The toxic, hazardous effects of fire foam are still plaguing residents, workers, and firefighters who were exposed to these dangerous chemicals. As a result, a growing number of lawsuits are being filed. Civilian fire departments in certain parts of the United States, as well as airports and military bases, have been using aqueous film-forming foams (AFFF) for years. These foams contain toxic and carcinogenic perfluoroalkyl and polyfluoroalkyl substances (PFAS).
The cases name numerous chemical manufacturing companies as defendants, including United Technologies Corporation, Tyco Fire Products, National Foam, Inc., Kidde, Kidde-Fenwal, Inc., Dynax Corporation, Du Pont De Nemours Inc., Corteva, Inc., Chubb Fire, Ltd., Chemours Company, Chemguard Inc., Buckeye Fire Equipment Company, and 3M Company. Despite years of environmental damage and water contamination, as well as years of scientific research, all of these manufacturers continue to deny that their fire foam products are hazardous.
Lawsuits were recently filed in New York and West Virginia regarding fire foam contamination, caused by negligent use of the chemicals at airports and military bases in the two states.
fire foam Lawsuit in West Virginia
Seven companies in the state of West Virginia were named in a lawsuit related to the contamination of the city’s water supply due to fire foam. The lawsuit is seeking damages for exposing the residents of Martinsburg to perfluoroalkyl and polyfluoroalkyl substances (PFAs). The lawsuit, which was filed last month in a federal court, includes Chemours, DuPont, and 3M as defendants.
The Air Force agreed to reimburse Martinsburg, West Virginia, residents $4.9 million dollars for the cleanup of harmful chemicals from the city’s water supply. In a statement from Shelley Moore Capito, a U.S. Senator from West Virginia, the contamination source was fire foam that was being used to put out oil-based fires at the Air National Guard in the Eastern Regional Airport.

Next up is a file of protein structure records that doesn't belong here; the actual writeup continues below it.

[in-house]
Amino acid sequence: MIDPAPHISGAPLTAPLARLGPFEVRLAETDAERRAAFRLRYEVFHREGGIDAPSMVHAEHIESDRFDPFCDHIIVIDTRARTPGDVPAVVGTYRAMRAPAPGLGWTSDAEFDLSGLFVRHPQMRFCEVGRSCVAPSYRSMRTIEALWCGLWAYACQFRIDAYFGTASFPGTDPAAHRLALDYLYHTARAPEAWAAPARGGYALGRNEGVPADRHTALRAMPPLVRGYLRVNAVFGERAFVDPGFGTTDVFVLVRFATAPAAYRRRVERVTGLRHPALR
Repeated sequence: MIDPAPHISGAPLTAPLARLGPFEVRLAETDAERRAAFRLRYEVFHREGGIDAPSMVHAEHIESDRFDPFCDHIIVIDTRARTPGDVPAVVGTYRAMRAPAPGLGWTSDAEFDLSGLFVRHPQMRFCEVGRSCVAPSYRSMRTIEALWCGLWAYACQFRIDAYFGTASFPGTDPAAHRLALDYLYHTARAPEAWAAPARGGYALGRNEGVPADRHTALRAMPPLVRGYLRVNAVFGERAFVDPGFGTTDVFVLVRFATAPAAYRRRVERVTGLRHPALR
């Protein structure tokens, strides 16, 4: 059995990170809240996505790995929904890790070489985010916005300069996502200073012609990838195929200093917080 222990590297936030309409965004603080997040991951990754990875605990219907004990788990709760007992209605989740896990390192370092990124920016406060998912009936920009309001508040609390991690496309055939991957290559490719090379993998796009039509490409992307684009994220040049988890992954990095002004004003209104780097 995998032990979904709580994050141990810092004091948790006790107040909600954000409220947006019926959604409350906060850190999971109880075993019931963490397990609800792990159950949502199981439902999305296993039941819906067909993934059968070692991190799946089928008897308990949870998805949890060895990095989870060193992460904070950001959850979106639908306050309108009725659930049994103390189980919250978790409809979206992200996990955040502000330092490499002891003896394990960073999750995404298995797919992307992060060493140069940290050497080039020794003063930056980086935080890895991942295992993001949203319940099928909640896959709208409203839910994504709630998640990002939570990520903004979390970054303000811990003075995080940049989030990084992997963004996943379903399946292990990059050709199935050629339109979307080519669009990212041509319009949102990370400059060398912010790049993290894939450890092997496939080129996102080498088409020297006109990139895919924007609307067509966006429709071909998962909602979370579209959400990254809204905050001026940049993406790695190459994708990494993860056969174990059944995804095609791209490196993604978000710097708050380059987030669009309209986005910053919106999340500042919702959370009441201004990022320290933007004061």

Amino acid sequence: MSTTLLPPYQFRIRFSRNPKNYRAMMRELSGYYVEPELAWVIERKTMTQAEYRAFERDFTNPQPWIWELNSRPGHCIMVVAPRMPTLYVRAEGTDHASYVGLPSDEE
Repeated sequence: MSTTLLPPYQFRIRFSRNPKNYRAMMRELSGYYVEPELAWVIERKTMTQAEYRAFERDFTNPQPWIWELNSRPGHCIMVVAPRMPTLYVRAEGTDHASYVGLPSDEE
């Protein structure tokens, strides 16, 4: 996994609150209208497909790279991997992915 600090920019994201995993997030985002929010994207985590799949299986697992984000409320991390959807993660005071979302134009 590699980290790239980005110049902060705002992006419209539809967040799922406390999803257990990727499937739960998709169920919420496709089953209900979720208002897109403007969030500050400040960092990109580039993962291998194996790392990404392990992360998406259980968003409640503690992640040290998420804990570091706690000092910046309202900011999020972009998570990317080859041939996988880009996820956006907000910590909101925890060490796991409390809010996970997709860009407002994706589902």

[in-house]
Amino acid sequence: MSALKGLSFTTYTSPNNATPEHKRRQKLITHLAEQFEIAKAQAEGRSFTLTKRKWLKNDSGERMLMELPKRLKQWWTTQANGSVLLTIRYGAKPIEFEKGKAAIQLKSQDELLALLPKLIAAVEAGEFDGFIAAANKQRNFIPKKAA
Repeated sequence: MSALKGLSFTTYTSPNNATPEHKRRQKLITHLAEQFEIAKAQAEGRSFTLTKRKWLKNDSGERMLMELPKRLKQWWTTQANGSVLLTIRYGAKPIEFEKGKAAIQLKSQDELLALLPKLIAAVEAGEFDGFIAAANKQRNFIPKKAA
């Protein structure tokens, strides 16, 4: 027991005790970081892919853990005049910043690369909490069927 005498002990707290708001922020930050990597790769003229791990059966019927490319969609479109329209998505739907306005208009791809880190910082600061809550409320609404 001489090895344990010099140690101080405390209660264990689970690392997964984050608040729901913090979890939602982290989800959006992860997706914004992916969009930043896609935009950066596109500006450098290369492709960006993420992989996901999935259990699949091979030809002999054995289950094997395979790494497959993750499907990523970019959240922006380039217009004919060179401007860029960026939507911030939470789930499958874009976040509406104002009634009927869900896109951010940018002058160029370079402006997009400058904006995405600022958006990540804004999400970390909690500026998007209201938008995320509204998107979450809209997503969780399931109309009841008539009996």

The lawsuit seeks unspecified damages as well as medical monitoring. Design defects, failure to warn, and negligence were all suspected to be at play. It is also believed that the companies knew how dangerous these chemicals were and could have prevented the contamination.
According to studies, the chemical manufacturers have known for years that PFA chemicals can accumulate in the human body and don’t break down and that exposure to these chemicals ultimately leads to illness.
The lawsuit will eventually be moved to a federal court in South Carolina, where other similar cases were sent.
fire foam Lawsuit in New York
East Hampton, New York, recently sued East Hampton Village, along with its liability insurance company, over perfluorinated chemicals being used and stored at East Hampton Airport in Wainscott, NY. The chemicals contaminated the town’s supply of drinking water and caused 47 out of the over 570 acres of airport space to be included in the Registry of Inactive Hazardous Waste Disposal Sites or Superfund sites by the New York State Department of Environmental Conservation.
The fire department in East Hampton was using the foam for training exercises at their training facility and at the airport. The foam was also used to fight airport fires from 2007 to 2017 between 1 and 10 times. In 2018, a “site characterization report” of East Hampton Airport was released by the Department of Environmental Conservation (DEC). The findings showed that groundwater had been impacted as a direct result of the historic storage and use of fire foam at the site.
The fire foam is stored in 55-gallon drums at the fire department’s substation. According to the complaint, there was no secondary containment system in place, meaning that if any AFFF had leaked from the drums or there had been a crack in the drums, the neighboring soil would have been impacted immediately by the chemicals in the foam. Also, according to the complaint, the fire department was washing their equipment and trucks in a separate location from where the foam was being used, which released residue into the ground.